Urgent problem of homes for ageing rural population

Date: Tuesday 26th September 2017

Sir, Wendy Martin’s letter (Herald, 16th September) regarding the decline of rural villages is dear to my heart. It’s an urgent, far-reaching problem which nobody is addressing.

While those in charge of planning seem obsessed with building houses for families, they seem to forget that children grow up and parents grow old. Then what? Where is the affordable, suitable, rural housing provision for our ageing population?

Several older people have had to leave my village in recent years, despite having worked and lived here in one case for two generations.

Older people who refuse to move are stuck living in large family homes they can no longer maintain and which are unsuitable for anyone with mobility problems, leading to an increased risk of falls.

Tenant farmers and farm workers are particularly at risk. They toil our land for decades only to find that when they retire and have to leave tenanted housing there is nowhere affordable in the village for them to live, forcing them to move into town, leaving their friends, support network and often families behind.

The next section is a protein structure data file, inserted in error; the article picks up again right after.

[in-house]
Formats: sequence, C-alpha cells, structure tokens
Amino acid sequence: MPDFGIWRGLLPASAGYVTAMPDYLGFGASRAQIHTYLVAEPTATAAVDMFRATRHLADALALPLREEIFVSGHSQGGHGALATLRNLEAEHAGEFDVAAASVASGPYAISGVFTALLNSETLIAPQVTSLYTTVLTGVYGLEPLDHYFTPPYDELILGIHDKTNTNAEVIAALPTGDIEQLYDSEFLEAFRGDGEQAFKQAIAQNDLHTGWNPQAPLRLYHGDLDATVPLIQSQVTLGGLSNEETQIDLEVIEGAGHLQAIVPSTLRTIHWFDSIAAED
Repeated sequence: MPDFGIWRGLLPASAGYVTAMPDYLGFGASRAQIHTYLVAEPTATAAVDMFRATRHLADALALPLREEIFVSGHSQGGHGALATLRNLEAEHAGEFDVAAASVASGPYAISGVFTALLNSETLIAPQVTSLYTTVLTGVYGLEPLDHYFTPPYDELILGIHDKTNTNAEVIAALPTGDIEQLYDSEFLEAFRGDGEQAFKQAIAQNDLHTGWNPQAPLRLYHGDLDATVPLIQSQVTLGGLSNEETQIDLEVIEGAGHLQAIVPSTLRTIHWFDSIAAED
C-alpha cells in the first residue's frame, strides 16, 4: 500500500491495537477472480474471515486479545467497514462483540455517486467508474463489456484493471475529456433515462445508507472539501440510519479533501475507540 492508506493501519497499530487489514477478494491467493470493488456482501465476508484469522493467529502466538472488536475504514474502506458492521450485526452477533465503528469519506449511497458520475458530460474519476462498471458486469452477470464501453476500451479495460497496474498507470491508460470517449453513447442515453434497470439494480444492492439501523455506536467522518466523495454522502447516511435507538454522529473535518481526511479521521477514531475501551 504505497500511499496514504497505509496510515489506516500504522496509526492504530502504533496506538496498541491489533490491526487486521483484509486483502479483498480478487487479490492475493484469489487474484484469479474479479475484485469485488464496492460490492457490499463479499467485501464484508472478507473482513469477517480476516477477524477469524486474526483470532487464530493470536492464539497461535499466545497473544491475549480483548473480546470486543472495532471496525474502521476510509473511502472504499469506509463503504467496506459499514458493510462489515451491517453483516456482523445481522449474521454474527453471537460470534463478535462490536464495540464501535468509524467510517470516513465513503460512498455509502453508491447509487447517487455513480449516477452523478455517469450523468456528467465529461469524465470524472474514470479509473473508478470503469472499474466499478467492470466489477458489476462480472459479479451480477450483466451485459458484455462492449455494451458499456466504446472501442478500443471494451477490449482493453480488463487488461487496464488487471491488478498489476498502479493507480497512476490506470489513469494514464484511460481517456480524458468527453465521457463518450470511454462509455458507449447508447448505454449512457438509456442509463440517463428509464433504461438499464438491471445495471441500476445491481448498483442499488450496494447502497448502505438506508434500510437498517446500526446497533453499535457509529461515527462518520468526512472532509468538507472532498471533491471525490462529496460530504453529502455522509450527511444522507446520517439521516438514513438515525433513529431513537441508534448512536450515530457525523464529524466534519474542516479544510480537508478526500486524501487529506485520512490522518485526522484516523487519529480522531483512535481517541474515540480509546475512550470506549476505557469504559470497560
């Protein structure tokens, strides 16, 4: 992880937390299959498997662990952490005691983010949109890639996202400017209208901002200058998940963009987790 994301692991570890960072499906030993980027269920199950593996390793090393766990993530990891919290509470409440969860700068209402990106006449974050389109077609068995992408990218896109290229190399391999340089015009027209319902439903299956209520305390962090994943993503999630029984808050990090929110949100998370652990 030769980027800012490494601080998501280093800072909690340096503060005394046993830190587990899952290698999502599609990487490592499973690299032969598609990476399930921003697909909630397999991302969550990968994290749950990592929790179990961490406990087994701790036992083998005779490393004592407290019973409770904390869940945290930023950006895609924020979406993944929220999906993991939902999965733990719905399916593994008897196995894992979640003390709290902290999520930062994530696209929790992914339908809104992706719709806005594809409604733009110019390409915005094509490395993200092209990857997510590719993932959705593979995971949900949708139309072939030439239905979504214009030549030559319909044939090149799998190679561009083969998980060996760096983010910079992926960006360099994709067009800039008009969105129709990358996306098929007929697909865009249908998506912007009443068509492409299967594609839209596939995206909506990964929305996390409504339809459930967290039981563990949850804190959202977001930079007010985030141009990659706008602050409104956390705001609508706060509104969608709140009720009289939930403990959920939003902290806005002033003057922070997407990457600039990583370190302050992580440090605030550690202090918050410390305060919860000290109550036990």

This has a knock-on effect for everyone. No grandparents to help with childcare and no children to help care for infirm parents who then need help from social services, which adds to the financial burden for all of us, not to mention isolation and loneliness for older people forced to move to a new area where they do not know anybody, which can lead to depression.

Although there are bungalows in my village, they are at particular risk from being bought by wealthy outsiders. They are more expensive than houses and at a starting price above £250,000 are 12 times the local average wage.

Building affordable, suitable rural housing for older people, both social and owned with local occupancy restrictions, would free up large family homes.

It would reduce the burden on social services and the health service. It would help keep our villages alive, with retired people doing most of the volunteer work for our churches, fetes and parish councils.

But, most importantly, it would benefit the health and well-being of rural people. Yours etc,

J. KNIGHT

Cliburn.